Ann Neurol. 2015 Apr;77(4):571-81. doi: 10.1002/ana.24367.

Predicting brain-age from multimodal imaging data captures cognitive impairment.

The disparity between the chronological age of an individual and their brain-age measured based on biological information has the potential to offer clinically relevant biomarkers of neurological syndromes that emerge late in the lifespan. While prior brain-age prediction studies have relied exclusively on either structural or functional brain data, here we investigate how multimodal brain-imaging data improves age prediction. Using cortical anatomy and whole-brain functional connectivity on a large adult lifespan sample (N=2354, age 19-82), we found that multimodal data improves brain-based age prediction, resulting in a mean absolute prediction error of 4.29 years. Furthermore, we found that the discrepancy between predicted age and chronological age captures cognitive impairment. Importantly, the brain-age measure was robust to confounding effects: head motion did not drive brain-based age prediction and our models generalized reasonably to an independent dataset acquired at a different site (N=475). Generalization performance was increased by training models on a larger and more heterogeneous dataset. The robustness of multimodal brain-age prediction to confounds, generalizability across sites, and sensitivity to clinically-relevant impairments, suggests promising future application to the early prediction of neurocognitive disorders.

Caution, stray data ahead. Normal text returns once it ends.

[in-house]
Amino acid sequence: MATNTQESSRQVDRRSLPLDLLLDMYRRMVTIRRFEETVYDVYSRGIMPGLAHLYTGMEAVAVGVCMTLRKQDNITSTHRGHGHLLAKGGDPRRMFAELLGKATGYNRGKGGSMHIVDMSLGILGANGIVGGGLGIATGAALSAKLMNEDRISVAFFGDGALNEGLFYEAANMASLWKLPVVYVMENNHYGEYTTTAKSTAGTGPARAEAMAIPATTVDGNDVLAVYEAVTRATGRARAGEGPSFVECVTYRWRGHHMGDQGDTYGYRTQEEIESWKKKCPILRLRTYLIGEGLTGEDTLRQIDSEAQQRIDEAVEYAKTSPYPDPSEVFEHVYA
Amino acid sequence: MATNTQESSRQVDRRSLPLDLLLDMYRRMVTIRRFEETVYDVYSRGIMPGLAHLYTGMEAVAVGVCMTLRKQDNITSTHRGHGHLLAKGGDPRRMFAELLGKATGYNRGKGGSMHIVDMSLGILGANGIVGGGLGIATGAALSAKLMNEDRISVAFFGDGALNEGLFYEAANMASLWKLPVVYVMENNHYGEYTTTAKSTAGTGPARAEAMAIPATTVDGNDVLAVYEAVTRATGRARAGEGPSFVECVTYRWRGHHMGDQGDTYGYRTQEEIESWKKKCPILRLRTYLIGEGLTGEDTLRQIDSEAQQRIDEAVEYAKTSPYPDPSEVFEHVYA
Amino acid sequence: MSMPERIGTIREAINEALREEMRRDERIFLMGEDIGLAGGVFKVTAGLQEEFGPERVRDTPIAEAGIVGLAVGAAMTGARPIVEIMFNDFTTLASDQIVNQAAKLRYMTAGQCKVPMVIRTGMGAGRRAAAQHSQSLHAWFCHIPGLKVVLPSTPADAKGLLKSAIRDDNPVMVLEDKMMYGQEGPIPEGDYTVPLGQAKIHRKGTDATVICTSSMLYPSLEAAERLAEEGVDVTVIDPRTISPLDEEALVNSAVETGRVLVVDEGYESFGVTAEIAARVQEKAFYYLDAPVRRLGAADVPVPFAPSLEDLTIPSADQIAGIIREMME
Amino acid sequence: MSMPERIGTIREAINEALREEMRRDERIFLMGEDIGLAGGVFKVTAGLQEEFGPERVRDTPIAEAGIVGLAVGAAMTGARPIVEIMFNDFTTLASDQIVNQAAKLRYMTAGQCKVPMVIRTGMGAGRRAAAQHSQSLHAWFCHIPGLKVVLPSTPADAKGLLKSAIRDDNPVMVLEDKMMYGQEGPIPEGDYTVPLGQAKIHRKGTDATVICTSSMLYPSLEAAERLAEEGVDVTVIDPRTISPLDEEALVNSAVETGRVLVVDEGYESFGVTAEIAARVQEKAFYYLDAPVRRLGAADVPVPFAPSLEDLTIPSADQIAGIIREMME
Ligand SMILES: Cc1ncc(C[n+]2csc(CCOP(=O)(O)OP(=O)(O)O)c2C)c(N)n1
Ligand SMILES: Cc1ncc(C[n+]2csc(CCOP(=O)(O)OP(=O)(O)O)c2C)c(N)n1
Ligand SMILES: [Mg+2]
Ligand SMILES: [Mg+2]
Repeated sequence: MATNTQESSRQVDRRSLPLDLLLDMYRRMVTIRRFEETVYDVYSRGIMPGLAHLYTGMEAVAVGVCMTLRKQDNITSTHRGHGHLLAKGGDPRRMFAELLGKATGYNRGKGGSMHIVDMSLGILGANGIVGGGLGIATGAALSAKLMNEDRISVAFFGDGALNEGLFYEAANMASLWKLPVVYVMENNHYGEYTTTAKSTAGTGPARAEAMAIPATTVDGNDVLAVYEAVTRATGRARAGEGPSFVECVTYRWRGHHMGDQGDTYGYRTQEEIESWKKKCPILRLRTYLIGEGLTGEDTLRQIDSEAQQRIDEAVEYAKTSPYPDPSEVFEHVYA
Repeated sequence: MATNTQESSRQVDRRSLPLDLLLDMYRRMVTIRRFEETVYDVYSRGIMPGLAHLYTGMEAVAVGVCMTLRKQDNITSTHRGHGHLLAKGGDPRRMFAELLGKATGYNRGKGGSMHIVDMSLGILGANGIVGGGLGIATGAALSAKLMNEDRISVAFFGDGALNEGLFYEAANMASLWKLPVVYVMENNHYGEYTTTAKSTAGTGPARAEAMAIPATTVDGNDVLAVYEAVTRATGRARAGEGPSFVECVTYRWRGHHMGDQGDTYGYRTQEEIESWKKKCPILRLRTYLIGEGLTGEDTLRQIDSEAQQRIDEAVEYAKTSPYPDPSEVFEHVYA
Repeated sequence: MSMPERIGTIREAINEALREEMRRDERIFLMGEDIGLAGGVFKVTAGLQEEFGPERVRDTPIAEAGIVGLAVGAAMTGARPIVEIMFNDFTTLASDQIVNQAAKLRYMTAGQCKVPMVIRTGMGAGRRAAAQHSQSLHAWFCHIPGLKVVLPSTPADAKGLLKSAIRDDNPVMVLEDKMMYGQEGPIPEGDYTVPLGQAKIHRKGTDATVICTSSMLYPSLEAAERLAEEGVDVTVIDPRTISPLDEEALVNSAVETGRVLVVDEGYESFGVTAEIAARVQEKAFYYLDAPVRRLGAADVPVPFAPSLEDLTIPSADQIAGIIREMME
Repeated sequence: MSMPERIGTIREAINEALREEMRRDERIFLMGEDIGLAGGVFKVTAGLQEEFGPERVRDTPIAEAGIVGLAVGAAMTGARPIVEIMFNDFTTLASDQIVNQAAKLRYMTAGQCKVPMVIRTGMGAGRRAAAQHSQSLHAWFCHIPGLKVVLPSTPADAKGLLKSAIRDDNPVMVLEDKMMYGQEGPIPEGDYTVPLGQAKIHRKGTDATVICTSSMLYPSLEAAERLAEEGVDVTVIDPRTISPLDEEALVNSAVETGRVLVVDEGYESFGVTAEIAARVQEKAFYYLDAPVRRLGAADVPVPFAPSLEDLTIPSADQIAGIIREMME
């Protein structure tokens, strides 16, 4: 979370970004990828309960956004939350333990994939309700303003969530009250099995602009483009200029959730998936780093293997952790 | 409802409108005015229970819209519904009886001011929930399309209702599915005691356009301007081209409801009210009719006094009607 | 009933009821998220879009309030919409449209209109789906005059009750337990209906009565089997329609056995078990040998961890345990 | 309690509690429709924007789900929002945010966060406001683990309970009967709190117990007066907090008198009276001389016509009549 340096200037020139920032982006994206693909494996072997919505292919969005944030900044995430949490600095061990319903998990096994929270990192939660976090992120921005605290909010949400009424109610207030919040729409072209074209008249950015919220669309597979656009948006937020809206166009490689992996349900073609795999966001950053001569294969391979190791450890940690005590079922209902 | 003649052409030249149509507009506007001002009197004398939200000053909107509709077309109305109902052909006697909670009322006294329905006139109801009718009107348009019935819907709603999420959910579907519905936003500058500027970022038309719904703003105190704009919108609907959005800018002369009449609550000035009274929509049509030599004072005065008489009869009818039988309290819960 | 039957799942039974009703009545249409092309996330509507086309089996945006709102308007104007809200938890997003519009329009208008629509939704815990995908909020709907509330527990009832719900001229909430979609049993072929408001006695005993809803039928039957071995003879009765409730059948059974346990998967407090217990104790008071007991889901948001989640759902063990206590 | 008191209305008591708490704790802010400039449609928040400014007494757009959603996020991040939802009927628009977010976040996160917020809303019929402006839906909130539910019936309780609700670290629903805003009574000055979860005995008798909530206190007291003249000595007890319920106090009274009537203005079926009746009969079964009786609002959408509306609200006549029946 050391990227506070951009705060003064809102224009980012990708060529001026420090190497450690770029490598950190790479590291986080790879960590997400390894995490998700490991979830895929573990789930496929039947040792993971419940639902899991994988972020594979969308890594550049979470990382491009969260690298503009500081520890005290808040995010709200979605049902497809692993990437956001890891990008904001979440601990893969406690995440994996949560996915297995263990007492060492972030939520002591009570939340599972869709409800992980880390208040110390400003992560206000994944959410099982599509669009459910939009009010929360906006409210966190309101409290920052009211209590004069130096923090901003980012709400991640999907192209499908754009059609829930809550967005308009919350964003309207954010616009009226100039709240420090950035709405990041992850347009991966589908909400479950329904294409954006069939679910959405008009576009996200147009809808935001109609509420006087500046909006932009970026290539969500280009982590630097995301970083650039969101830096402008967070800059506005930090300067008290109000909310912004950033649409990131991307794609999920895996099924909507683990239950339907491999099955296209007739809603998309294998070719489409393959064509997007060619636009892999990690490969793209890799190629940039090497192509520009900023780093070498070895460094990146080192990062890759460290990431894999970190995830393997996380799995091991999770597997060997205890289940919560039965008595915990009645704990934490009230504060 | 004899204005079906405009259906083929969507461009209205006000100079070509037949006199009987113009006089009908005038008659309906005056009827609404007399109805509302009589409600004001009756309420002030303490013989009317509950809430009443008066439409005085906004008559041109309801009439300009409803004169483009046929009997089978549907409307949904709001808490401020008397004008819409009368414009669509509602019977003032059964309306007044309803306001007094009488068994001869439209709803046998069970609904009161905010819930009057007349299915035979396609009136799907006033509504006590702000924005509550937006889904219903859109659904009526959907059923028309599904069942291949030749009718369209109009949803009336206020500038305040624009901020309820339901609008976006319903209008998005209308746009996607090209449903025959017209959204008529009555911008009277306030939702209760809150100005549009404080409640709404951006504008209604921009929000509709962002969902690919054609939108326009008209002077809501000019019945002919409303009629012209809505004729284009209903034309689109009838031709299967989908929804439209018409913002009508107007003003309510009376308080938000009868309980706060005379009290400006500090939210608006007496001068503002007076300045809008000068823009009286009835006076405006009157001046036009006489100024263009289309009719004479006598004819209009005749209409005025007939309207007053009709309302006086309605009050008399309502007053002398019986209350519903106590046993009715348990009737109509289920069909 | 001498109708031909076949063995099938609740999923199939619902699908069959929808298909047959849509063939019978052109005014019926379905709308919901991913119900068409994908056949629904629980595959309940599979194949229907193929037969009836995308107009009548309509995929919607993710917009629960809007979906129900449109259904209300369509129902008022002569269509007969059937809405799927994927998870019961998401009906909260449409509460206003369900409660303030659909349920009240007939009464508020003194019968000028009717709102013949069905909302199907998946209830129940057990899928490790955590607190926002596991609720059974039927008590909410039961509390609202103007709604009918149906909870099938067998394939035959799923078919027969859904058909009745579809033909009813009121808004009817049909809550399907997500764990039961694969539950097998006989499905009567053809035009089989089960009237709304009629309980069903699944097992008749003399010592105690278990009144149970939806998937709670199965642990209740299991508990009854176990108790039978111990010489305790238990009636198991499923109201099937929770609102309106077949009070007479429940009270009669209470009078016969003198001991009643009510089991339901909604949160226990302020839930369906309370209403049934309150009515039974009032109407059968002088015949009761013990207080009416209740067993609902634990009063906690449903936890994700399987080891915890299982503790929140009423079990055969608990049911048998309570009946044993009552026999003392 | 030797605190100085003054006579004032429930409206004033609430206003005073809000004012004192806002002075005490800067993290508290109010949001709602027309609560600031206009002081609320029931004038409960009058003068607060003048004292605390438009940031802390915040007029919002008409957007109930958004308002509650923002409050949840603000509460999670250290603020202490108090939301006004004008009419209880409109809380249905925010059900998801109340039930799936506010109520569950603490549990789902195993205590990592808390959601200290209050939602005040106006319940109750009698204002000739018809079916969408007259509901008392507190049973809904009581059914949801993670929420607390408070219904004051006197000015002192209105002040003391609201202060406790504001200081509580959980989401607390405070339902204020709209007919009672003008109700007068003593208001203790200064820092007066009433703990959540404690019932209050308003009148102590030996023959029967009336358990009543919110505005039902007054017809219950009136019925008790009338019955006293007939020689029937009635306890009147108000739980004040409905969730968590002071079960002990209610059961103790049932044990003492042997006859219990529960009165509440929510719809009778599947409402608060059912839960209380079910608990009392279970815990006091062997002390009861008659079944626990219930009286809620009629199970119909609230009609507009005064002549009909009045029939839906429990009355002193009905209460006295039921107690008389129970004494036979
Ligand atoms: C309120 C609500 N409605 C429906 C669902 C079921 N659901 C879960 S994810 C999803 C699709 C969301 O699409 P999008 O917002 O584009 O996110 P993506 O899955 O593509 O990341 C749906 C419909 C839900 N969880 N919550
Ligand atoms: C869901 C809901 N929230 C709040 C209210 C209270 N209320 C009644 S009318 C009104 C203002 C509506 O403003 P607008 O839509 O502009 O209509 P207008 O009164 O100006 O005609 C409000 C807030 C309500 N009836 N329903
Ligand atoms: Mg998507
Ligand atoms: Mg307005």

Neuroimage. 2017 Mar 1;148:179-188.